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Parents Forever™: 2016 in Review

By Emily Becher, Research Associate — Extension Center for Family Development

If you’re new to Extension or Family Development (FD), you might not know that Parents Forever™ is the only FD program that satisfies a state mandate. Minnesota Statute 518.157 gives judges the authority to require parents with contested custody to complete a minimum of eight hours of parent education. And through Parents Forever™, an 8-hour course through Family Resiliency, Extension Center for Family Development provides just that!

This past year was a busy one for Parents Forever™. In 2016, Parents Forever™ (both in person and online) served more than 2,239 Minnesotans, up from 2,164 last year. The majority of our participants came from the online course (73%, n=1,639) with about a quarter coming from our in-person courses (27%, n=600).

Extension programs in Wisconsin and North Dakota also teach a 4-hour version of Parents Forever™. Because their programs are out of state, we have less information about how many people they reach every year with their programming. We do know that in 2016, University of Wisconsin-Extension reached more than 1,700 participants in their coparenting programs and that North Dakota State University Extension Service taught Parents Forever™ in seven counties. For more information about our 2016 impacts and outcomes, please see the 2016 Parents Forever™ Annual Report.

An In-Person Course for Every Minnesotan

We on the Parents Forever™ team passionately believe in the value of face-to-face education, especially when working with sensitive topics like divorce and coparenting. We have in-person programs throughout the state serving fifteen counties. The team eventually wants to have an in-person program accessible to any person who wants it in Minnesota. New programs are always getting started and facilitators are always getting trained. Just recently, a program in Koochiching County got started in International Falls and they held their first class of four participants!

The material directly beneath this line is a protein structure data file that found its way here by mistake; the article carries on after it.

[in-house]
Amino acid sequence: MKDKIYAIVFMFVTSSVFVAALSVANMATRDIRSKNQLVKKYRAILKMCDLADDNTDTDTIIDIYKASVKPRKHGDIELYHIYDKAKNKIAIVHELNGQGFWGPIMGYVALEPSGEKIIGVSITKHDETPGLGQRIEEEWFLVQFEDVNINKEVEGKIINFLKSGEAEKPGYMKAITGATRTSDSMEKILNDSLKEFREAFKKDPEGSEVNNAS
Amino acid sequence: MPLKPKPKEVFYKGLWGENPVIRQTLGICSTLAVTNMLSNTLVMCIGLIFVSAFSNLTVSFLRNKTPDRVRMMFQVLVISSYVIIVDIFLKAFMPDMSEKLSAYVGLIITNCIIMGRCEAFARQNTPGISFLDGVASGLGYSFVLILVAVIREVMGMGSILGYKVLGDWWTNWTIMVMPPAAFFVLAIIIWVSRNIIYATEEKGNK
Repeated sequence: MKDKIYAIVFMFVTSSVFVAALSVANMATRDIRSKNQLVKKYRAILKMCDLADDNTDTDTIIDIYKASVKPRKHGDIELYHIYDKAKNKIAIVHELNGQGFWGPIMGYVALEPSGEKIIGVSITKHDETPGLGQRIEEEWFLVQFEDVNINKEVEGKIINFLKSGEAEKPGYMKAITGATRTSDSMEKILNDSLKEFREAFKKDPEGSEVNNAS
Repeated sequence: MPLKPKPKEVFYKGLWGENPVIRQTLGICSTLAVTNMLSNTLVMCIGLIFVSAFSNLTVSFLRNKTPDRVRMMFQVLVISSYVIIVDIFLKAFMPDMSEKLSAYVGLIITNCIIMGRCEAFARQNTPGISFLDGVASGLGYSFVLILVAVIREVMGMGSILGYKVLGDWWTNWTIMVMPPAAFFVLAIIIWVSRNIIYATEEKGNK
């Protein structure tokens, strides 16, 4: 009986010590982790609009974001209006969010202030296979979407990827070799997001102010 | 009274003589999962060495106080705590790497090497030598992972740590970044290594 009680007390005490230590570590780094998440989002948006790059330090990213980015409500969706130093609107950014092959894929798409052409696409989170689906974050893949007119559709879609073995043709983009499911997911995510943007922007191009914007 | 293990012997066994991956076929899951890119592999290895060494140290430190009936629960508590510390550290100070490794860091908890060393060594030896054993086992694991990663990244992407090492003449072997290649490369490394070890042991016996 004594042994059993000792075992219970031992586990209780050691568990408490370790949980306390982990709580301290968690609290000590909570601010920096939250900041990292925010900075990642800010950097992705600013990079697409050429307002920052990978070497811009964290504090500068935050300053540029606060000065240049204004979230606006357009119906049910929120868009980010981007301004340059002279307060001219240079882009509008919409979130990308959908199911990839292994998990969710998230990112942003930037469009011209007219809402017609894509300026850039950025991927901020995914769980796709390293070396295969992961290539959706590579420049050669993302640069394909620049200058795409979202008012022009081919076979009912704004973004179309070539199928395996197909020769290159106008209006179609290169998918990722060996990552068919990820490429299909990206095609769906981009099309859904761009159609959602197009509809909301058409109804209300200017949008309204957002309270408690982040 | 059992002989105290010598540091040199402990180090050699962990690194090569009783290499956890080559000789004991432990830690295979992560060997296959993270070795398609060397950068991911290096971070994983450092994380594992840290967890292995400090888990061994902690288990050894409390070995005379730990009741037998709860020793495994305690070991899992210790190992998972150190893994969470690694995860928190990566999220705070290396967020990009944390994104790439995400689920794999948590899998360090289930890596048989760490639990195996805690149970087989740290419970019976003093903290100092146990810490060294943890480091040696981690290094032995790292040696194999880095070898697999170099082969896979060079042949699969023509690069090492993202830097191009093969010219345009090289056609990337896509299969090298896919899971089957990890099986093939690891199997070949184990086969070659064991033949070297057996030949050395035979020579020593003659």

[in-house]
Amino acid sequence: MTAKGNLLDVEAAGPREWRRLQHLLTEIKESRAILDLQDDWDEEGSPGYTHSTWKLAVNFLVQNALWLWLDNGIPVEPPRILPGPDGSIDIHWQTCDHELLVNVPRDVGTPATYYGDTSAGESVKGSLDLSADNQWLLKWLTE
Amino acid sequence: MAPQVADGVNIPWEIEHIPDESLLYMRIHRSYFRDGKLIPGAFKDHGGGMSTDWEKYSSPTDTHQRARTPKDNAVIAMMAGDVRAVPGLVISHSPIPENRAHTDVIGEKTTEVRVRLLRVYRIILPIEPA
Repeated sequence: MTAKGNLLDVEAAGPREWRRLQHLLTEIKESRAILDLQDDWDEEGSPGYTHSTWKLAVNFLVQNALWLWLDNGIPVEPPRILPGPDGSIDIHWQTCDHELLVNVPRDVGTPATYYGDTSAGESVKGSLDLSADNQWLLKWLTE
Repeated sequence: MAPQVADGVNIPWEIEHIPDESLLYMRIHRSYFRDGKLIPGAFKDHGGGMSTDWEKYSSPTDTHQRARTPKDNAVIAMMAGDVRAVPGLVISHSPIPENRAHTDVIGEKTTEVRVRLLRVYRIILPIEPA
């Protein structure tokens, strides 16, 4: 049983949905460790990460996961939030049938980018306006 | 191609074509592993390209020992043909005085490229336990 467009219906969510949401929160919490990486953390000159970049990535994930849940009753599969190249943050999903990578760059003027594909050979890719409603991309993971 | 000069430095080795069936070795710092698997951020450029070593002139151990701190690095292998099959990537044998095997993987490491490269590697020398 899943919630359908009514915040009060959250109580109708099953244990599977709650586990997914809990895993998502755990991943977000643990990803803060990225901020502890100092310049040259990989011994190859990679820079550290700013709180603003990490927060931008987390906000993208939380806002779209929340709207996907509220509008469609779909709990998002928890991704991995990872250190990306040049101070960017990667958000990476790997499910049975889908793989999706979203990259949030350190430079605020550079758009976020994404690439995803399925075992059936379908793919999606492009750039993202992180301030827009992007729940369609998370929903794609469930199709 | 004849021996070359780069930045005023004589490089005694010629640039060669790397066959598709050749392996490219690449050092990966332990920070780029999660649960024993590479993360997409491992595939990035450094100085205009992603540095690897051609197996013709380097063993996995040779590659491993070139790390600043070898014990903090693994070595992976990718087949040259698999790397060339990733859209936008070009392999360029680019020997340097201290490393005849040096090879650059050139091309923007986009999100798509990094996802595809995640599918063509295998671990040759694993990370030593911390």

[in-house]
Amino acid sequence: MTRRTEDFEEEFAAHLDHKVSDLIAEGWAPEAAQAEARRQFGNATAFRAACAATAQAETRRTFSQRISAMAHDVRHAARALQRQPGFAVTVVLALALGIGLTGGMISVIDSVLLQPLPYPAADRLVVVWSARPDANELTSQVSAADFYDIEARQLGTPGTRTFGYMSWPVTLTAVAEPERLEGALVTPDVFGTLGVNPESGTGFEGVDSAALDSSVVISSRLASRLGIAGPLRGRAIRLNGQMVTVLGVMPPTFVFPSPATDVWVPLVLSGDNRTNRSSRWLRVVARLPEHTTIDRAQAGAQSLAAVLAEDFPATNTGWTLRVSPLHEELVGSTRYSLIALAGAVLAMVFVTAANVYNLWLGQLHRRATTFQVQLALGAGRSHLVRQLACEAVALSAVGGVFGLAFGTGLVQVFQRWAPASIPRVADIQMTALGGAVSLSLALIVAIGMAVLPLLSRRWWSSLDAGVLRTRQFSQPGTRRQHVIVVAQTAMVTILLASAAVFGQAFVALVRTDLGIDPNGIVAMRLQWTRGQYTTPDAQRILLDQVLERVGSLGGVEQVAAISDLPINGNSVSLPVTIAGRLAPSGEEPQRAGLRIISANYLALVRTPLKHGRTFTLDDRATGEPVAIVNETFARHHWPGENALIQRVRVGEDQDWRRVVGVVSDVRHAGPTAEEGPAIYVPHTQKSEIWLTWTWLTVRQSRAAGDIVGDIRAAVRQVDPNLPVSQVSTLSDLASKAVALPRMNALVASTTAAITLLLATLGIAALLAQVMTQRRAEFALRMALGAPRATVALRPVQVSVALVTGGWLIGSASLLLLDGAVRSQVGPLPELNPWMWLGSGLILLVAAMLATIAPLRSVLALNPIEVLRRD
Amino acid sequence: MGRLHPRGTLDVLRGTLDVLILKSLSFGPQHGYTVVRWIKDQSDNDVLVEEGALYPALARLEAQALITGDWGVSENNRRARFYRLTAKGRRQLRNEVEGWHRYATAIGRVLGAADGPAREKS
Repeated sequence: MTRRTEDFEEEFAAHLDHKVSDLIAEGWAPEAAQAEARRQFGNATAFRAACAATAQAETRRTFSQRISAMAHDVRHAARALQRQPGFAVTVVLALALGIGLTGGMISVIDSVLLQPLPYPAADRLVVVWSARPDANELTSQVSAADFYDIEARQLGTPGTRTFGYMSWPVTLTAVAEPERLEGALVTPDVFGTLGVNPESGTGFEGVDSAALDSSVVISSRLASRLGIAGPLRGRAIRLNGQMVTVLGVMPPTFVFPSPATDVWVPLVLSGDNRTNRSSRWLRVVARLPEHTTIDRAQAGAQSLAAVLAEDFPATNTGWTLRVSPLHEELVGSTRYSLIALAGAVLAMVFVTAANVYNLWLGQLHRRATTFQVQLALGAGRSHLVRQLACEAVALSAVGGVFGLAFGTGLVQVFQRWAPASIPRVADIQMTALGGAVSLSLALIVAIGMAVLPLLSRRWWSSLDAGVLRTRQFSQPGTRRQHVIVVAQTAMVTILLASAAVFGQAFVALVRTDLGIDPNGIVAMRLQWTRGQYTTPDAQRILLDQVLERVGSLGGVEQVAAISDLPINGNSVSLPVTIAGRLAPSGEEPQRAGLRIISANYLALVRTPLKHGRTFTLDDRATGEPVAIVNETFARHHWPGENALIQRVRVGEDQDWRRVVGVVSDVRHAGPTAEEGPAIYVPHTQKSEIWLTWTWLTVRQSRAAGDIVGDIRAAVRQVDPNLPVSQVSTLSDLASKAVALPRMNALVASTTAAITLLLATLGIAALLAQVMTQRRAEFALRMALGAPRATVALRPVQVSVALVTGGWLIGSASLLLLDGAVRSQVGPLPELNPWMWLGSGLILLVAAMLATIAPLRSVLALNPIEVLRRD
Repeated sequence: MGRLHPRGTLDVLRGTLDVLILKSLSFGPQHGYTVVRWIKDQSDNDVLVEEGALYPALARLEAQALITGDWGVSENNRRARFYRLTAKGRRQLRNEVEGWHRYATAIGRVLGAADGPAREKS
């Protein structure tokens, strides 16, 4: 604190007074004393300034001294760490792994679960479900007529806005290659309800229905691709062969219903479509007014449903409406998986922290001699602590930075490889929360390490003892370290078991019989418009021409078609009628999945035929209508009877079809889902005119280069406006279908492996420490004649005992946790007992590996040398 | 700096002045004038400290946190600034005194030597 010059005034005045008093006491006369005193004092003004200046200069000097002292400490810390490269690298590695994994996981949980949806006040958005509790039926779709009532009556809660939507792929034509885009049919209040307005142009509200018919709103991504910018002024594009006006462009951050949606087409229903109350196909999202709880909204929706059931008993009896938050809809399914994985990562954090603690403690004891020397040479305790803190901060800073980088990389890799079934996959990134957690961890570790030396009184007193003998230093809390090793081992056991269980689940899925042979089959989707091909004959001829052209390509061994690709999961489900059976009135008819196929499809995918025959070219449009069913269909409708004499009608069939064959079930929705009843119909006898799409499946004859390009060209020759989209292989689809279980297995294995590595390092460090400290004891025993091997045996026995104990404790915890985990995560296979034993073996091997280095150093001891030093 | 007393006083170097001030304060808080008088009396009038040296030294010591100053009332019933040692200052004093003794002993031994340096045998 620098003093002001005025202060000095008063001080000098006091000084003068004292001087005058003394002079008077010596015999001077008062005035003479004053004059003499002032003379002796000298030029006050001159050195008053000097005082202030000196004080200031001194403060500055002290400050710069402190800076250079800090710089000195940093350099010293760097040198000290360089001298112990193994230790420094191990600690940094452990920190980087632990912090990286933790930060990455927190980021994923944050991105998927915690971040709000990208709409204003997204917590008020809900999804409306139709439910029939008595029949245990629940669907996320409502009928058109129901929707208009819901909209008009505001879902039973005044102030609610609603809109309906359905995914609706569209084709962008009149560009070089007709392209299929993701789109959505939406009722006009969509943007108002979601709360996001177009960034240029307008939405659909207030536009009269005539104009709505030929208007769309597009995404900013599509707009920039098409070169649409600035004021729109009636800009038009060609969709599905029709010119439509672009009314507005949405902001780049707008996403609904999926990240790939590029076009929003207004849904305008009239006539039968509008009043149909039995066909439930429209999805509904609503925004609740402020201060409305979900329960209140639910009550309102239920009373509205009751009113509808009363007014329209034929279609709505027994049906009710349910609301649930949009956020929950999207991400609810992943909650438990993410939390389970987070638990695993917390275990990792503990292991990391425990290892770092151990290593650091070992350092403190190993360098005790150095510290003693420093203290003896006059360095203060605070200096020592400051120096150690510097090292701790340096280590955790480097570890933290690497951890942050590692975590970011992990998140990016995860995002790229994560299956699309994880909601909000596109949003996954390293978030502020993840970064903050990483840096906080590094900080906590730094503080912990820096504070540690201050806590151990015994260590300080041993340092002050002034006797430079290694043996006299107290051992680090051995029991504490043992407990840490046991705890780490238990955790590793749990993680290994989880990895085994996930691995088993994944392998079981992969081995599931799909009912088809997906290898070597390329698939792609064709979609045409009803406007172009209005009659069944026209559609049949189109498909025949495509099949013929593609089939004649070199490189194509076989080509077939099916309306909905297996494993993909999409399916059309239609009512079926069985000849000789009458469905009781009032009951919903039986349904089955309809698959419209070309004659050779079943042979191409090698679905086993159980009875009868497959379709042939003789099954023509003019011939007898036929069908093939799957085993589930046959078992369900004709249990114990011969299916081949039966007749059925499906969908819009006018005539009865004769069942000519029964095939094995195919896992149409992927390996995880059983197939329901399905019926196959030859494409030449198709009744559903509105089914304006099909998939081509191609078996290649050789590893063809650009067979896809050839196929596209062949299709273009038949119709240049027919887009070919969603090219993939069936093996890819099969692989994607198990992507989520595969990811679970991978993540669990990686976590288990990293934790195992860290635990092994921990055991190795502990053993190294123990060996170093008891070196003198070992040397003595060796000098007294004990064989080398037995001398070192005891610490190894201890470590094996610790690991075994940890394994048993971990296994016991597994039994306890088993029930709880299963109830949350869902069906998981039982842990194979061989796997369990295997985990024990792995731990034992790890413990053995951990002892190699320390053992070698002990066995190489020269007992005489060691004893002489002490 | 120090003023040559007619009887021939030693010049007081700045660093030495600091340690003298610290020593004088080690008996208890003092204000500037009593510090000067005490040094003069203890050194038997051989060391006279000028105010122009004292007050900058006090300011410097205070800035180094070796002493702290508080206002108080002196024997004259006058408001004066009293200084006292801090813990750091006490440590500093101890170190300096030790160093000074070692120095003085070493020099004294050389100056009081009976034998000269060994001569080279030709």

We’re always looking to train new facilitators to deliver Parents Forever™. If you work with any organizations that might want to build capacity and have staff be trained to deliver Parents Forever™ in order to satisfy the state mandate or to add a coparent education component to their program services, please send an email to the Parents Forever™ team at To find out what is needed to start a program in your community, see also Get Trained to Teach Parents Forever™.

The Journey to ‘Evidence-Based’

NREPP "seal"
The last year of Parents Forever™ has been a whirlwind with our efforts to become an evidence-based program. We want to know if the people who completed our in-person Parents Forever™ program have different outcomes 3 months after completion than people who have not taken divorce education. If we can show these outcomes, then Parents Forever™ can be considered for inclusion on the well-respected National Registry of Evidence-based Programs and Practices.

We completed the first two stages of our journey:
  • A study of an in-person program ended in March (our St. Cloud-Stearns County program). 
  • A study of a comparison sample of participants who have not gone through divorce education ended last year (collected through panels recruited through Qualtrics). 
This summer, we are analyzing the data and working on a series of articles using these datasets.

Three Ways to Streamline Evaluation

This past year, we have worked on three different pain points in our evaluation processes.

Asking Digital Platforms to Play Nicely

The first (and most painful) has been how to set up our study of our online program. Initially we thought a study of the online version would be easy compared to evaluating in-person courses. “They’re already online,” we said to each other. “We’ll just give them some online surveys and voilà! We’ll get great data.” Not so much.

Community Program Specialist Kate Welshons and I have learned a lot on our journey to figure out exactly how to integrate the multiple digital platforms involved in gathering data from this online audience. Our issue is that the University registration system (Destiny One Registration System, or DORS), doesn’t play nicely with our online course system (Moodle), and our survey system (Qualtrics) doesn’t integrate well with either of them.